It’s easy to dismiss these concerns as nothing more than theatergoers who missed the point entirely and are now playing up and into stifling and moralistic “respectability politics” that would police black bodies and black sexual politics. But I also see something else at work. There’s an age-old idea among black folks that there are simply things we do not discuss in mixed company: that black private life and pain is ours to keep from a world that so often offers us no interiority. I can’t help but see the similarities between these critiques Harris has weathered and those that Kara Walker’s large-scale cutouts of antebellum Southern slave life endured by the black art world establishment as the artist emerged in the late ‘90s, for example. Creating popular artwork within white institutions as a black artist that centers on black trauma—work that is not necessarily delivered with quiet reverence but with a sharp poignancy and dark humor that few dare to utter but with which many agree—is always a risk, yet a necessary one.

“I can casually talk about race and sex and entanglement, and for other people it’s, ‘Skrrt, skrrt, skrrt!’,” he jokes, putting up his hands as to halt conversation. “Even if they laugh about it at a party, they laugh with that laugh that’s like, ‘How could anyone say that?!’ But you thought it.”

There is a nerve that’s missing from most public discourse today; many in the public limelight are quick to apologize or self-edit to save face, but Harris invites discourse around opposition to his work. He even recognizes the humor in people’s internal struggle with the play. “My favorite thing is when black people liked the play but want to pretend they didn’t really like it that much: ‘Here’s the thing! The play is good, but it’s not my story! I don’t really get down like that!’” he mimes. “It’s really interesting to watch people go through that. No one said that about Get Out!”

Harris only grows upset when there is no criticality applied to something he had thought very critically about. “I think what was hard was having stories written about me that are so divorced from my personhood, divorced from what I hope is an embodied generosity, divorced from the genuine joy of discursiveness,” he explains. “All these ideas about me, and also so many things that lack complexity: I will never get over the fact that there are so many people who, swear to God, are just not critical writers, talk about something I wrote critically about my psyche.” I sense a genuine hurt here.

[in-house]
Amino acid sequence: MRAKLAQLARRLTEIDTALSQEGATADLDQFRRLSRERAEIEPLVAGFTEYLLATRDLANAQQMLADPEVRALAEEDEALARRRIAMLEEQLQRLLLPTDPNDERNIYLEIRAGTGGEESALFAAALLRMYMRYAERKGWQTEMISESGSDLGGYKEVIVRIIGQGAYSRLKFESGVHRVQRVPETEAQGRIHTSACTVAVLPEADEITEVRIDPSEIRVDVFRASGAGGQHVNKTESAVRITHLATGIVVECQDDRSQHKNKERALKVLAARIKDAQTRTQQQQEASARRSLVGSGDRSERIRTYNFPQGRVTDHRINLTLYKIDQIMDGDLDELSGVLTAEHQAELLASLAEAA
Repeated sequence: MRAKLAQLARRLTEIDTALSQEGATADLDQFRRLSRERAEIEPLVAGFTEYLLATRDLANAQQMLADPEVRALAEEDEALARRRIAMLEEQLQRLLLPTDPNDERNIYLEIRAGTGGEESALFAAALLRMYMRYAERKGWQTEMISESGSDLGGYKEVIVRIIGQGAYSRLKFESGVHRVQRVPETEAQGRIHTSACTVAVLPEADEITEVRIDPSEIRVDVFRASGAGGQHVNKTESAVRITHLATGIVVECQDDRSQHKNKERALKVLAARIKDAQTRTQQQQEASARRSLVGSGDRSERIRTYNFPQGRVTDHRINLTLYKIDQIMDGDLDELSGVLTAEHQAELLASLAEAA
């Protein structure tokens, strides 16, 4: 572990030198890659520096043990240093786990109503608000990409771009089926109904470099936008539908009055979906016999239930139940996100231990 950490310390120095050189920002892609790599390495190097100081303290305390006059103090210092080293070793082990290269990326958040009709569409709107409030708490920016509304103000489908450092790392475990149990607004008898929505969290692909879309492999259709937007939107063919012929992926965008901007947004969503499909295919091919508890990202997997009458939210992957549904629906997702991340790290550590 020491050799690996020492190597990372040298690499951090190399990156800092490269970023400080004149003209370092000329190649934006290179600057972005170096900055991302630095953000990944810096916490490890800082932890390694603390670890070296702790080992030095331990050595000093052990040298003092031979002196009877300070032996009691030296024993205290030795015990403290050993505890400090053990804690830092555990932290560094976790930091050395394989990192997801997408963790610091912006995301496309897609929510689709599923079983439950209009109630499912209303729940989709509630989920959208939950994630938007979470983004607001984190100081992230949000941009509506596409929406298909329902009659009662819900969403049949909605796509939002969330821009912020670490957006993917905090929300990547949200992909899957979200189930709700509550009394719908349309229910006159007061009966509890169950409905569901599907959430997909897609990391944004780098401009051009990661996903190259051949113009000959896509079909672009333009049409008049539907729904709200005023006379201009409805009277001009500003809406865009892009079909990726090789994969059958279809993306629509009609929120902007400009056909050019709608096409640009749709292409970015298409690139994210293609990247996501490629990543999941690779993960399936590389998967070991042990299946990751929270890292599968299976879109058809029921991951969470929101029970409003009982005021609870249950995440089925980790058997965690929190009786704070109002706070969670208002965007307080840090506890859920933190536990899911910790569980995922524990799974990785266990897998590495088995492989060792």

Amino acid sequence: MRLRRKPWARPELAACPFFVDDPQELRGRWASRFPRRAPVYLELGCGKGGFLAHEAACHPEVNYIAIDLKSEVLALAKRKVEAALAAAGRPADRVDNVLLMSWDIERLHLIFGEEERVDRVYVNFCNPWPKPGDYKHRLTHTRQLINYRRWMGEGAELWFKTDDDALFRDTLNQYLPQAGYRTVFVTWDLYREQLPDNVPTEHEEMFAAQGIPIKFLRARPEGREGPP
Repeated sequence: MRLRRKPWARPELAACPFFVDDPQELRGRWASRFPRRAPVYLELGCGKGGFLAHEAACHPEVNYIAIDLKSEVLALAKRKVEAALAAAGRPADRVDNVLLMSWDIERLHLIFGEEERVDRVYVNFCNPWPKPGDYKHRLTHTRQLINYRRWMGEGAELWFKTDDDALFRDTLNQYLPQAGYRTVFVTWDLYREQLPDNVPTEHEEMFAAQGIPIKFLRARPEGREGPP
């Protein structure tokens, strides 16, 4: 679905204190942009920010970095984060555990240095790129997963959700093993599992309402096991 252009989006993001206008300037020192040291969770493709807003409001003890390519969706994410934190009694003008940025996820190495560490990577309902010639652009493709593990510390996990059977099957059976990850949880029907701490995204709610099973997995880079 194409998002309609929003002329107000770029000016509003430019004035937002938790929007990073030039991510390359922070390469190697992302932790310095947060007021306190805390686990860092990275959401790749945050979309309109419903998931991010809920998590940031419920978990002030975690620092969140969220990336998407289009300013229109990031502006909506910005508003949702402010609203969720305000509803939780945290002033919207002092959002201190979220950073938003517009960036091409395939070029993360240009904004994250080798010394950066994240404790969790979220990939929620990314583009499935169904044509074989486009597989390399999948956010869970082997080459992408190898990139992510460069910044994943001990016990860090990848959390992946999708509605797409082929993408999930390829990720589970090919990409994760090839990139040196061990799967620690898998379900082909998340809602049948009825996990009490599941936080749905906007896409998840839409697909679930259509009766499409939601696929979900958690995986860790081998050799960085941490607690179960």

And why shouldn’t he be? He tells me that he wrote Slave Play to give reference to the black kids who had been attending PWIs and “entangled with whiteness their entire life, including sexually, but haven’t had very much vocabulary to self-actualize as a black body inside of that and what it means to have a black body next to a white body.” Despite Harris’s natural bravado, to be critiqued, misunderstood and dismissed by your own kind is shattering. Still, in some ways it feels like a responsibility he’s willing to shoulder if it means bringing more black and brown folks to theater—or at least talking about it.

Leaning in closely and talking at neck-breaking speed, he tells me, “So the thing is, that audience gets to shift and change, and I’m doing it in a space and hoping that all the things that I’m doing will be the bridge to that shift and change. It only has to start somewhere, and I know for a fact that when I go to the box office at my play, I see more black people standing outside for it than any other play on Broadway. So that’s all I know.”

Harris is doubling down on this promise and shifting his focus to the Bushwick Starr production of his latest play, Black Exhibition, which opened in November and runs until early December. He both wrote and stars in it. Showing to 72 seats a night to an already sold-out audience, it’s an intensely personal work on what it means to be a black queer male figure who is exposed to the public. A “choreopoem” that pays homage to Gary Fisher, a gay black writer, who, after succumbing to AIDS, had his journals published posthumously by a white female teacher without his consent. The audacity and betrayal to expose Fisher rang true for Harris, who admits that Black Exhibition is about his own experience and battles as a black queer public artist unpacking their shit and vulnerability in front of thousands.

Who, then, has privilege to his narrative? What does an artist give up in sharing those struggles? Was it better for Slave Play to have stayed hidden or should it have been shared?

I can’t possibly begin to answer that for Harris, but I do know that his work has defied the odds.

When I go to the box office at my play, I see more black people standing outside for it than any other play on broadway. so that’s all I know.

Jeremy O. Harris for Suited Magazine
Jeremy O. Harris for Suited Magazine